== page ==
I’ve been thinking for a while that the Trump presidency will be the final death of Evangelical Christianity as we know it. I’ve said for years that politics corrupts religion, and Evangelicals’ gross distortion of Scripture to match its politics has resulted in some truly hilarious moments. Anyone remember Andy Schlafly’s “Conservative Bible Project”? Or Tea Party Nation founder Judson Phillips’ wish to disband the United Methodist Church, a denomination with some 12 million members?
Anyway, I stumbled across this fascinating interview with Evangelical minister Rob Schenck, “once a militant leader of the anti-abortion movement, blockading access to clinics to prevent doctors and patients from entering,” who now disavows his militancy and believes abortion should be a personal choice.
It’s a fascinating interview with lots of good insight. One of the most pointed reflections is how those involved in movements like this lose sight of the mission’s original goal:
This became more about us, about me, about our need to win, to win the argument, to win on legislation, to win in the courts.
And, I’d add, the need to “win” some relevancy in an increasingly secular culture.
Of course, the pro-choice movement has been saying this forever. If you really care about stopping abortion, then you know legally banning abortion doesn’t do that. Instead, you will embrace policies that support women and families. You will favor policies like universal healthcare, paid family leave, affordable day care, etc. Because the problem is that abortion is an economic issue, not a moral one. Anti-choicers have had this one wrong forever. They think it’s about sluts wanting to have sex without consequences.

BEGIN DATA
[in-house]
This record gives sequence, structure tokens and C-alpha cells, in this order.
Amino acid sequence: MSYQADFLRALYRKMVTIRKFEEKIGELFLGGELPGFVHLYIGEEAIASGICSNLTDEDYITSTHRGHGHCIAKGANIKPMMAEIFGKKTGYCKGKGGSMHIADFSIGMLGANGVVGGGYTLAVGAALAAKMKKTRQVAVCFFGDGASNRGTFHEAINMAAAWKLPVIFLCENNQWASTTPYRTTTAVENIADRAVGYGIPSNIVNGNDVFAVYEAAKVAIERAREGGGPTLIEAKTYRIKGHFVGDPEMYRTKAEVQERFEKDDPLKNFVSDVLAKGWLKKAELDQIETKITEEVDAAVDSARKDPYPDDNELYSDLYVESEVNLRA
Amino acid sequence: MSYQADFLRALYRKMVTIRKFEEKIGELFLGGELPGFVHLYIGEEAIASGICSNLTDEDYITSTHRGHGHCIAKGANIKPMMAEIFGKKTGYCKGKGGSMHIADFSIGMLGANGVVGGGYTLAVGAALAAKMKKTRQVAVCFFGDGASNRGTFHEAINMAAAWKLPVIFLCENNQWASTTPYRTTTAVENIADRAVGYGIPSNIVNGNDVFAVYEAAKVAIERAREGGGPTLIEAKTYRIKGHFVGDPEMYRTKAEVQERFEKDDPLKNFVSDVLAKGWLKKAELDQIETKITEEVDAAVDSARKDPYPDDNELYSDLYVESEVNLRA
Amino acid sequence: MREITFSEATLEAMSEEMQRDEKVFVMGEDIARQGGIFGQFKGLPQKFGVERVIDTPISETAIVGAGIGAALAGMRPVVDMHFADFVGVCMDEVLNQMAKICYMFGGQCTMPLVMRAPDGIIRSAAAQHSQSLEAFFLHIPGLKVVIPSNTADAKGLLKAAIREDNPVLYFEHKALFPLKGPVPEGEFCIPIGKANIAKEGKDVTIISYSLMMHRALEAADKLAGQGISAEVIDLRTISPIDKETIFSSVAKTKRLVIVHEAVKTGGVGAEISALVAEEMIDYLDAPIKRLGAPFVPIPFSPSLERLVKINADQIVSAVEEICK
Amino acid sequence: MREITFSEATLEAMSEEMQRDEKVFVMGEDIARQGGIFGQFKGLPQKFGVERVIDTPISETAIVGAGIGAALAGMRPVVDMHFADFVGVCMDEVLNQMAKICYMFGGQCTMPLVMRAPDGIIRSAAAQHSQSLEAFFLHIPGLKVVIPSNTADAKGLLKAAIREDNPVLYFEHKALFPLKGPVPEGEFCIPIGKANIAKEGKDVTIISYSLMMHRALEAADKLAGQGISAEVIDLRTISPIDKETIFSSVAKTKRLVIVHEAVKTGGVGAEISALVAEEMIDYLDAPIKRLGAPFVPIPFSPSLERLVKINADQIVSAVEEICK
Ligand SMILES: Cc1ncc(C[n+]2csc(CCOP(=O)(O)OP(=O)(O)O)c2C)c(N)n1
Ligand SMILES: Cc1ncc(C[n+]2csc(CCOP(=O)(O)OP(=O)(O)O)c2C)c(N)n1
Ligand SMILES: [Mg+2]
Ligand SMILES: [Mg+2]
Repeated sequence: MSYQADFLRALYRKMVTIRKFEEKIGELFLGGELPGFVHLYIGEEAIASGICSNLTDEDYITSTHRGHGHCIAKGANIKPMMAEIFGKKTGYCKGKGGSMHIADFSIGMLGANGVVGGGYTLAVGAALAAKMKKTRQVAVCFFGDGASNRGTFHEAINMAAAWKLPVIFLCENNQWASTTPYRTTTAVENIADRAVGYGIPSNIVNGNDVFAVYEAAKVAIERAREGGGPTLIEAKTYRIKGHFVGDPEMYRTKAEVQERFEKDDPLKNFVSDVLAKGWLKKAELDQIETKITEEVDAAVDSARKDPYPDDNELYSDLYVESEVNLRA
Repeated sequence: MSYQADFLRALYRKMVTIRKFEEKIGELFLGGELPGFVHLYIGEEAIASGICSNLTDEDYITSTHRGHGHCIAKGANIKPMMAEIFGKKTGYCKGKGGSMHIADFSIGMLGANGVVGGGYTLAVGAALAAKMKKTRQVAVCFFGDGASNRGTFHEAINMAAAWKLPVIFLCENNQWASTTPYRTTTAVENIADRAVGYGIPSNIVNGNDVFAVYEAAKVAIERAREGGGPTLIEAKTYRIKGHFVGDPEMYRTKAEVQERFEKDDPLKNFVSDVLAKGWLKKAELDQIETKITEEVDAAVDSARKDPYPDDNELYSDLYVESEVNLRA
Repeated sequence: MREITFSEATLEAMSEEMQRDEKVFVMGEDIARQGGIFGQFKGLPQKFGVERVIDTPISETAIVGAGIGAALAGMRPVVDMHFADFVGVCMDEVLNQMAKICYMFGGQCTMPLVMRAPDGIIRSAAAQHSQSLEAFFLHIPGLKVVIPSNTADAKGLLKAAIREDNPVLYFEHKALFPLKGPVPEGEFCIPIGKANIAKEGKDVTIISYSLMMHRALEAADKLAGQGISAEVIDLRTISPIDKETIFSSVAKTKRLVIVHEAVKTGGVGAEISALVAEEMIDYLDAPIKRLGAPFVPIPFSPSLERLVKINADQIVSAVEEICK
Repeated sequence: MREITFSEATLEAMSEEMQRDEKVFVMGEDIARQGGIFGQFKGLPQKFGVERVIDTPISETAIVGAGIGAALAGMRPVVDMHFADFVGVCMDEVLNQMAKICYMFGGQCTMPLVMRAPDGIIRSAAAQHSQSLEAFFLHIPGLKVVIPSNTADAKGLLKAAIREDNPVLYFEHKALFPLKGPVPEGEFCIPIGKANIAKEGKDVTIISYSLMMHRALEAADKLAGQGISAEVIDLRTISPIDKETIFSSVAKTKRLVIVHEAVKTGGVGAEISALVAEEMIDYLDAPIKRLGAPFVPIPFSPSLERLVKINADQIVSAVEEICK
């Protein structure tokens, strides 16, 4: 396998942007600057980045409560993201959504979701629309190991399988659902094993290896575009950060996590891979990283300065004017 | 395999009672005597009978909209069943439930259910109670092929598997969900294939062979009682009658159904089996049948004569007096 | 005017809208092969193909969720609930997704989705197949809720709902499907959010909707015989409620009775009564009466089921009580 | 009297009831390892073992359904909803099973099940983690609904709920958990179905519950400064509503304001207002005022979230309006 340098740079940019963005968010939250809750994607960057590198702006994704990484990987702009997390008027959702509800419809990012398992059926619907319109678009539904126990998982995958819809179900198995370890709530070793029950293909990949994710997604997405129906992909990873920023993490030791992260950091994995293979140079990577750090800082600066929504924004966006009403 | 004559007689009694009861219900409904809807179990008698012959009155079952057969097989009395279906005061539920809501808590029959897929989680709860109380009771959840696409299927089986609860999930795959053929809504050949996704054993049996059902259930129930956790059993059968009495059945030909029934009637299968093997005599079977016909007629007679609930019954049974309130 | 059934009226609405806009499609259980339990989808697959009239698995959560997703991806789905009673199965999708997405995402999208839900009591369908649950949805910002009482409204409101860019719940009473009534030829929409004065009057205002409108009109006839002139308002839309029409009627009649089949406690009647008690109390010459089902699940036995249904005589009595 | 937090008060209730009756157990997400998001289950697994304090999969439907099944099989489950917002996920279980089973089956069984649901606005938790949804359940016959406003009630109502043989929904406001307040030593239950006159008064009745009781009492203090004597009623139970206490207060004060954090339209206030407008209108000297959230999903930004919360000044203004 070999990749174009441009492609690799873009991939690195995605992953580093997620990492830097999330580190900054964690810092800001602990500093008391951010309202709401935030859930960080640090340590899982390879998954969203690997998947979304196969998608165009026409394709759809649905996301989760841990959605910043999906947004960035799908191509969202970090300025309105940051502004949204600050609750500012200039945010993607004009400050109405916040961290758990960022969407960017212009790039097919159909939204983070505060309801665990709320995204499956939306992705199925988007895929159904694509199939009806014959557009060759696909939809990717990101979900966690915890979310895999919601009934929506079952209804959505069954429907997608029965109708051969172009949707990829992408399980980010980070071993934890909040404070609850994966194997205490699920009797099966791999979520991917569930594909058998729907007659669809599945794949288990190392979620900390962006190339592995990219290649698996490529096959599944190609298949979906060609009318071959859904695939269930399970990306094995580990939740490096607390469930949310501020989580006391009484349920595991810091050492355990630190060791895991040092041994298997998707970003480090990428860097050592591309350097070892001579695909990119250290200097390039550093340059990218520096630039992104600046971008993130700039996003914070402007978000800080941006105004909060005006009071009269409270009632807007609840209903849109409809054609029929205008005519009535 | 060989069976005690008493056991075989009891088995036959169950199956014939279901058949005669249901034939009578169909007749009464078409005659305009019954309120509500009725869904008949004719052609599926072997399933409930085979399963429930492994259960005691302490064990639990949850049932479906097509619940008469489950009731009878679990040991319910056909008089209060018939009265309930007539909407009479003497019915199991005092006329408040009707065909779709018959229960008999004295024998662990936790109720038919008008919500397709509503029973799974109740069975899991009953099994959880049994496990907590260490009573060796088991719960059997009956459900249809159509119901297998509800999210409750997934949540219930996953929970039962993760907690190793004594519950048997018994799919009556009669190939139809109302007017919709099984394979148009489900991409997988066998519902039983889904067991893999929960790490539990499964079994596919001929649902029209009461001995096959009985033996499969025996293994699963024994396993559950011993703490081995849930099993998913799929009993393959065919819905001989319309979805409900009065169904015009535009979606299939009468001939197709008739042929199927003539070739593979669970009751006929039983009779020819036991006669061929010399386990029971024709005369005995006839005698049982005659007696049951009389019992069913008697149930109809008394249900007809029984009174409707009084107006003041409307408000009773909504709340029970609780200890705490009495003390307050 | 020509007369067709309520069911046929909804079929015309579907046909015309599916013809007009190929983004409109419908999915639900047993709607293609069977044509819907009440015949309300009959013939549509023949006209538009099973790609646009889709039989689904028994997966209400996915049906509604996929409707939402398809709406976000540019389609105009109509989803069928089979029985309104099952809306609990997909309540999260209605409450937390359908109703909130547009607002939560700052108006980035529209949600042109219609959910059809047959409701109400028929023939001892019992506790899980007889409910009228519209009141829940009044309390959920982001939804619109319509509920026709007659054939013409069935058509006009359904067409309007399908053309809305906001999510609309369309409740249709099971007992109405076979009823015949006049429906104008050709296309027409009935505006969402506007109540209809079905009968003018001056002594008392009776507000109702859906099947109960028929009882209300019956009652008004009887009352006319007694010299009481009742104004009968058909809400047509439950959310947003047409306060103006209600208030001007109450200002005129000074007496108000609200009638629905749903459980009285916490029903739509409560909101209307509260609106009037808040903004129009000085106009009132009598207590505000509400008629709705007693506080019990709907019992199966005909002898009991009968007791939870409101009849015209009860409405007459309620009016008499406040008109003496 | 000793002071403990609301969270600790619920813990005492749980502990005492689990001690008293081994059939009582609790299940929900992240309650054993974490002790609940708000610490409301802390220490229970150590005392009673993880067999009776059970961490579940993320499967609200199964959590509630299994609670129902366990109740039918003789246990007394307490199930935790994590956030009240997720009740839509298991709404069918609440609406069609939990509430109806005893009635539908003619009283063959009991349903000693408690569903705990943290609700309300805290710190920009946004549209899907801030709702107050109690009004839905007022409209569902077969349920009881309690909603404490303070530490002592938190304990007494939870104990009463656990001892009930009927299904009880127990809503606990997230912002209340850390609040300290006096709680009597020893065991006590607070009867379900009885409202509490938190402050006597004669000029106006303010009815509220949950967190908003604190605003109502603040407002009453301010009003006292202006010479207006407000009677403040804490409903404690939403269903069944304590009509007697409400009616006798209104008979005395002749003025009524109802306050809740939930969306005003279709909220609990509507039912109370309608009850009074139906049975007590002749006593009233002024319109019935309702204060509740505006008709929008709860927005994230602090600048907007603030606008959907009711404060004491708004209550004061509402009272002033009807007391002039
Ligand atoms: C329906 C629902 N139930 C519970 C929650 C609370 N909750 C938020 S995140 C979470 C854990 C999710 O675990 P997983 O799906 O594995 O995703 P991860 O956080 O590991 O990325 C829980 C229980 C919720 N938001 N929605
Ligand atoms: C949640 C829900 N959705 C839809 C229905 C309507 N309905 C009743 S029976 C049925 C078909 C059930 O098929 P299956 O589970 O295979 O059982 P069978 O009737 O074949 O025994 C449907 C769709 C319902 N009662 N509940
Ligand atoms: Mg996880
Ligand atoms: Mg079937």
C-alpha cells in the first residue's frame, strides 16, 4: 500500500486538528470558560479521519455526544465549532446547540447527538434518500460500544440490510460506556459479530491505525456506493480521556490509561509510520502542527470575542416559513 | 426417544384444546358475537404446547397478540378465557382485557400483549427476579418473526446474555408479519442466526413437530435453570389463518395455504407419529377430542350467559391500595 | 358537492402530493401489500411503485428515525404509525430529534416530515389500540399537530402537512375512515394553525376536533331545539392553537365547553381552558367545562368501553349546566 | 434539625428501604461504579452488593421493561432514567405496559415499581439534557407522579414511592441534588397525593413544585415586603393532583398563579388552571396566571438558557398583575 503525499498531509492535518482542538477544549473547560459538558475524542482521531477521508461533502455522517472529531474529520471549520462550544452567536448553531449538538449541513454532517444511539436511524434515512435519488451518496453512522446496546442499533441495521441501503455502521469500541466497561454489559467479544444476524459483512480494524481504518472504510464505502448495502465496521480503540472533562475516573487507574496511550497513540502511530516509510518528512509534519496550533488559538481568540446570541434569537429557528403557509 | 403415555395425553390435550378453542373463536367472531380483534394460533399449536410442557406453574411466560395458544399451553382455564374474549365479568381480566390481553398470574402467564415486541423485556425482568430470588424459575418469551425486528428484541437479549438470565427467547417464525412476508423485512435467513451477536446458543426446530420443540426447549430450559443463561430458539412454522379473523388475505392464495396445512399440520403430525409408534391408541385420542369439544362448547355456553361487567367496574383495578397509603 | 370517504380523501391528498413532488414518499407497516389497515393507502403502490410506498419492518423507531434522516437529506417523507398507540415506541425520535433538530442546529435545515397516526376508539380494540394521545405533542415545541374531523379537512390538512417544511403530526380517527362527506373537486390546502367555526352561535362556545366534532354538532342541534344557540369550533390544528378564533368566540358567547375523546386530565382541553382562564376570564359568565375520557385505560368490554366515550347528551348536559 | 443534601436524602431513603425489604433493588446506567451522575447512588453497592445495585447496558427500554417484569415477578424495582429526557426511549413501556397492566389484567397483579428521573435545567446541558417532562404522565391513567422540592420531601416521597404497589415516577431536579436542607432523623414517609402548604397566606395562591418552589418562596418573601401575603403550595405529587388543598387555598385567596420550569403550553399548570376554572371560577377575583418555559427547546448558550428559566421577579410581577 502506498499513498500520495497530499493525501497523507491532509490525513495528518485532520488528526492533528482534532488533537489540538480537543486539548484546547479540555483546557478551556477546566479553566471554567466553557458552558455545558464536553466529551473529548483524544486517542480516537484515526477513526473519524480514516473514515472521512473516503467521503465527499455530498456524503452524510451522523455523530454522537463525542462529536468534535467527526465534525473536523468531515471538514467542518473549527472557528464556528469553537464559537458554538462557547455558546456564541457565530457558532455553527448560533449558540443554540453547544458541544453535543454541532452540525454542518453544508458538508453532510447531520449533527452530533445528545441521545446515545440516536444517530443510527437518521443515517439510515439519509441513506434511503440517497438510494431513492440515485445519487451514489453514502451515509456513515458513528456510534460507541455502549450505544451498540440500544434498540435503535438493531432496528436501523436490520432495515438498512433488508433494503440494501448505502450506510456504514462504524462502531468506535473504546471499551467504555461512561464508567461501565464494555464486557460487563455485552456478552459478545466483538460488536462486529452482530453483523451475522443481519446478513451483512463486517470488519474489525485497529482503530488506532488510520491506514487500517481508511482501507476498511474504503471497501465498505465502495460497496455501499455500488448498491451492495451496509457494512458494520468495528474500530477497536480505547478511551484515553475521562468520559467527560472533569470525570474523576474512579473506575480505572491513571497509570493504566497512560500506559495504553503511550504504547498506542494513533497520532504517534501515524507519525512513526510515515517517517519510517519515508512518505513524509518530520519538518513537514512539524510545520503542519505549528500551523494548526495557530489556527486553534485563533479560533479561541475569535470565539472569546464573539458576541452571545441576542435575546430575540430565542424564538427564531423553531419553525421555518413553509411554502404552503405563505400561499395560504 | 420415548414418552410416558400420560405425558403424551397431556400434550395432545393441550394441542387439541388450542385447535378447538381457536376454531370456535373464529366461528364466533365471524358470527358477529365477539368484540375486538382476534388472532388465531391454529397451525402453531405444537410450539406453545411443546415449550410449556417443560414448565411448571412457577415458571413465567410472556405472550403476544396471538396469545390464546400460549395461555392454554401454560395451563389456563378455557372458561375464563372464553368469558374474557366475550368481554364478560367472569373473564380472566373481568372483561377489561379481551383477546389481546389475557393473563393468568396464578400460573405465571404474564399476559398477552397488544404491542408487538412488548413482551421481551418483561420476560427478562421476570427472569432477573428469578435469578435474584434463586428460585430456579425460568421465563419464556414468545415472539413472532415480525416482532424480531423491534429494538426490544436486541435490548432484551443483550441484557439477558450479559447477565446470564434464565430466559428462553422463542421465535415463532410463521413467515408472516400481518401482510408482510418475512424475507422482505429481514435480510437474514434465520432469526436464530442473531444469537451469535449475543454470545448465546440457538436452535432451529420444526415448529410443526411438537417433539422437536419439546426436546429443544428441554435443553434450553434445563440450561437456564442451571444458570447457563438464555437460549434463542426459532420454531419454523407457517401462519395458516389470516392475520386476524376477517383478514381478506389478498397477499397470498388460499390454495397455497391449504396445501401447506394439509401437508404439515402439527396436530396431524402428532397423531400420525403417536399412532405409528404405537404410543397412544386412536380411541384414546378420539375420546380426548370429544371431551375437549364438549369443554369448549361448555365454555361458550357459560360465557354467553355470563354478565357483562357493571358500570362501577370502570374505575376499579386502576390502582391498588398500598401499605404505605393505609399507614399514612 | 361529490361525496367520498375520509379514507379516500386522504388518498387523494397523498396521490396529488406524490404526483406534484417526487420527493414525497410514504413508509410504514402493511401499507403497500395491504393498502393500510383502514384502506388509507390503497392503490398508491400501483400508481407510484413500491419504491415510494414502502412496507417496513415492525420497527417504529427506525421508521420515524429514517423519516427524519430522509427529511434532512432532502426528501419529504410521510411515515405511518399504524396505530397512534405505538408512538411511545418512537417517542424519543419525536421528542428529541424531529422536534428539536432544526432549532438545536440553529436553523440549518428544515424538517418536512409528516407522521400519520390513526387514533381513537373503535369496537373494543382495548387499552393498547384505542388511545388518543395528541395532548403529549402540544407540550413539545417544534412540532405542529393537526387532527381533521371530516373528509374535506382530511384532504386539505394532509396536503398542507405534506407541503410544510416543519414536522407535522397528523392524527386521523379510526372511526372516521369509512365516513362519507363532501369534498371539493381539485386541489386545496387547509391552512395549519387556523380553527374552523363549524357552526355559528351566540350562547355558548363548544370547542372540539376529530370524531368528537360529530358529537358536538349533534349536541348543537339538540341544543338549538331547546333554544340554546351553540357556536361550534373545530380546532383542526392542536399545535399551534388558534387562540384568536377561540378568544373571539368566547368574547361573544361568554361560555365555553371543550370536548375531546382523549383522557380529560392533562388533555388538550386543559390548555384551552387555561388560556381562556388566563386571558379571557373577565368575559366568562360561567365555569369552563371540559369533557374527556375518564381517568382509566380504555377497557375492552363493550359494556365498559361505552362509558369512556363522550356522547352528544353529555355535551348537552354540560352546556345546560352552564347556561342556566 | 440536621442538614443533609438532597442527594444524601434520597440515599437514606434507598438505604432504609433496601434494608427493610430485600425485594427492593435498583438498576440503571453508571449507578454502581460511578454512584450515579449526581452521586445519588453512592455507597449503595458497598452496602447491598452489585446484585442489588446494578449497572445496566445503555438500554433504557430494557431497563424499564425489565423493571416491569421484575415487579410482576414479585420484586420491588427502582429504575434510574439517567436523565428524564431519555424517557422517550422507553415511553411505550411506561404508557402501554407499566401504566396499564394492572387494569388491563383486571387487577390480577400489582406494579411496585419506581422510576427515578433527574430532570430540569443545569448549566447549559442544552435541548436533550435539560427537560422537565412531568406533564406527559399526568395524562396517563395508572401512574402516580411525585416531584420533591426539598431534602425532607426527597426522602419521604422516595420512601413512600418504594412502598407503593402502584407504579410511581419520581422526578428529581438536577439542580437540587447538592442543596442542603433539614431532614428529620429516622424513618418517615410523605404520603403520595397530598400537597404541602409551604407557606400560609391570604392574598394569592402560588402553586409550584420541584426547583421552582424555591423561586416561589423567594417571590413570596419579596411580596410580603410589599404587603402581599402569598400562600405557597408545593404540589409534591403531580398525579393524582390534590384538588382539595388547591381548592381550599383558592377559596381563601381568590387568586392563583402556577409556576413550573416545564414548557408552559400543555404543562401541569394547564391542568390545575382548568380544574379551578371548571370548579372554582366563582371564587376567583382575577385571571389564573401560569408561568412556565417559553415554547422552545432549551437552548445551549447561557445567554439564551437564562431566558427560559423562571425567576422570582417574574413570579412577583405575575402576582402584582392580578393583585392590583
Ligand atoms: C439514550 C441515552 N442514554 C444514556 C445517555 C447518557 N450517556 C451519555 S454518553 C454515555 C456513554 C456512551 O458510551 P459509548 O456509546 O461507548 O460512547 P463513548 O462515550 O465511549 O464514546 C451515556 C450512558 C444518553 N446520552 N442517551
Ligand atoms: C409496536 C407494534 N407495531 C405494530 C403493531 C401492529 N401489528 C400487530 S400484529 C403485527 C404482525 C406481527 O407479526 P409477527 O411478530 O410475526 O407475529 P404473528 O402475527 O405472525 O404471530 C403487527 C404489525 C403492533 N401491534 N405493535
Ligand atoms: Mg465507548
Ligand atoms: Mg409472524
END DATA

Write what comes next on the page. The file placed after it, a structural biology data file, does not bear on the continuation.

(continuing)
Being so “pro-life” that you murder abortion providers is the gross, inevitable conclusion to this distorted view. Pastor Schenck says,
I will tell you that my acceptance of that responsibility had to come only after a long period of reflective prayer, of listening deeply to those who were gravely affected by those murders, in therapy with my own — I will be careful to say — Christian therapist, who helped me come to terms with what really happened and how I may have contributed to those acts of violence through my rhetoric, and eventually in a confrontation, a very loving one but nonetheless an encounter, a very strong, very powerful encounter, with the relative of one of the doctors shot and stabbed. … And it was … actually at a Passover Seder table when I was confronted very gently and very lovingly by a relative who happened to be a rabbi of that one abortion provider. In that moment, I realized my own culpability in those in those terrible, terrible events.
BTW, this is the second time I’ve written about Rob Schenck. The first time was when he was opposing Sonia Sotomayor’s nomination to the Supreme Court because, of course, Obama. I feel like we’ve come full circle.